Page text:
16. In the present cases, after receipt of the Advisory Committee report, the file(s) having been processed by the Secretariat of Labour Department, were not put up to the Minister concerned for consideration and decision. Learned Government Advocate was unable to show either the approval of the note(s) put up by the Secretary, Labour Department by the Minister concerned or the decision having been taken by the State Government. Perusal of the files produced by the learned Government Advocate does not show the consideration of the report of the Advisory Committee and decision having been taken by the Minister / Government, to revise / fix the minimum rates of wages of the scheduled employments and the consequential issue and publication of the Notifications.
17. The impugned Notifications have been issued and published in the name of the Karnataka Government merely on the basis of the files as processed by the Labour Department, without there being any decision by the Government. The power having been vested under Ss.3 and 5 of the Act with the appropriate Government, the exercise of the power other than by the designated authority viz., appropriate Government would amount to such other authority clutching at the jurisdiction of the designated authority and such action is a nullity in the eye of law. It is trite that if a statute vests the jurisdiction in an authority, only such authority can exercise the power and not by any other.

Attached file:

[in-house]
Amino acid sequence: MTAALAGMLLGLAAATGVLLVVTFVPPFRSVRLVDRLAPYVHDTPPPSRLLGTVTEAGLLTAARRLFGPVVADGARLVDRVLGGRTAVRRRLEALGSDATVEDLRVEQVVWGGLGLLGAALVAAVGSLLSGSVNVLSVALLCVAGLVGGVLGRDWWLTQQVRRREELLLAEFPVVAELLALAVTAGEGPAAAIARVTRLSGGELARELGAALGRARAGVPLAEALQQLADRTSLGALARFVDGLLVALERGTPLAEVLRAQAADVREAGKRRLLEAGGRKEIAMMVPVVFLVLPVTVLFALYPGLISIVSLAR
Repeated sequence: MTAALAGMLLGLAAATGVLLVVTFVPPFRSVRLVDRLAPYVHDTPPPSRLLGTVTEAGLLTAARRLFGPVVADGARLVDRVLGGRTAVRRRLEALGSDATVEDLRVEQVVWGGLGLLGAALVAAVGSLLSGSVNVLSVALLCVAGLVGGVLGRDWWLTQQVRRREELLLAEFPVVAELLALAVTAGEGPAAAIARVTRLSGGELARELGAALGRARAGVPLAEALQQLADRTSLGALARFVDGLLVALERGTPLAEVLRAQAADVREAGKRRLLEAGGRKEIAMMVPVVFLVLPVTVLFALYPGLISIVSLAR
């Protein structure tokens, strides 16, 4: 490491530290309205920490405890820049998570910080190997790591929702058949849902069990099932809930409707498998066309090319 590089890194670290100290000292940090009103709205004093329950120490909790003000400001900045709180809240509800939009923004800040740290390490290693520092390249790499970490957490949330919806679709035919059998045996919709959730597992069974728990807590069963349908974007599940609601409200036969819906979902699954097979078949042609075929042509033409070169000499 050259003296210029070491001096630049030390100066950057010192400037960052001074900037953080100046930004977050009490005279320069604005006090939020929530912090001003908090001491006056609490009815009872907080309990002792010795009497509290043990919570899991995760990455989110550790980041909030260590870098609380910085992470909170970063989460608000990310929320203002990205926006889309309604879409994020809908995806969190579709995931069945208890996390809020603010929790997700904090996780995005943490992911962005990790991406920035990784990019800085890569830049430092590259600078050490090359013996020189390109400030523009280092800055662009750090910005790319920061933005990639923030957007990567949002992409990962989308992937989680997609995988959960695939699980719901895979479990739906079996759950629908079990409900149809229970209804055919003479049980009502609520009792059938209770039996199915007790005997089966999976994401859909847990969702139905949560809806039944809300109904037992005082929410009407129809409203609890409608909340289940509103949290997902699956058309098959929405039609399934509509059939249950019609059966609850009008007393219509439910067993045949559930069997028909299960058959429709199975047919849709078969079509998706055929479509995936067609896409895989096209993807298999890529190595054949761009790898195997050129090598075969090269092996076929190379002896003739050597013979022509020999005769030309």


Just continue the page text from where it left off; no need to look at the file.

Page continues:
18. S.5 of the Act having vested the power in the appropriate Government to fix / revise the minimum rates of wages in the scheduled employments, in the present cases, has not been exercised by the statutory authority.
Hence, the issuance and publication of the Notifications, impugned in these petitions, are invalid and ultra vires the provisions of the Act.
19. In the case of COMMISSIONER OF POLICE, BOMBAY Vs. GORDHANDAS BHANJI reported in AIR 1952 SC 16, where the Commissioner of Police had at the behest of the State Government cancelled the permission granted for construction of a cinema in Greater Bombay, the order passed by the Commissioner was quashed on the ground that the authority concerned had vested the power to cancel in the Commissioner alone who was bound to exercise the same himself and bring to bear on the matter his own independent and unfettered Judgment.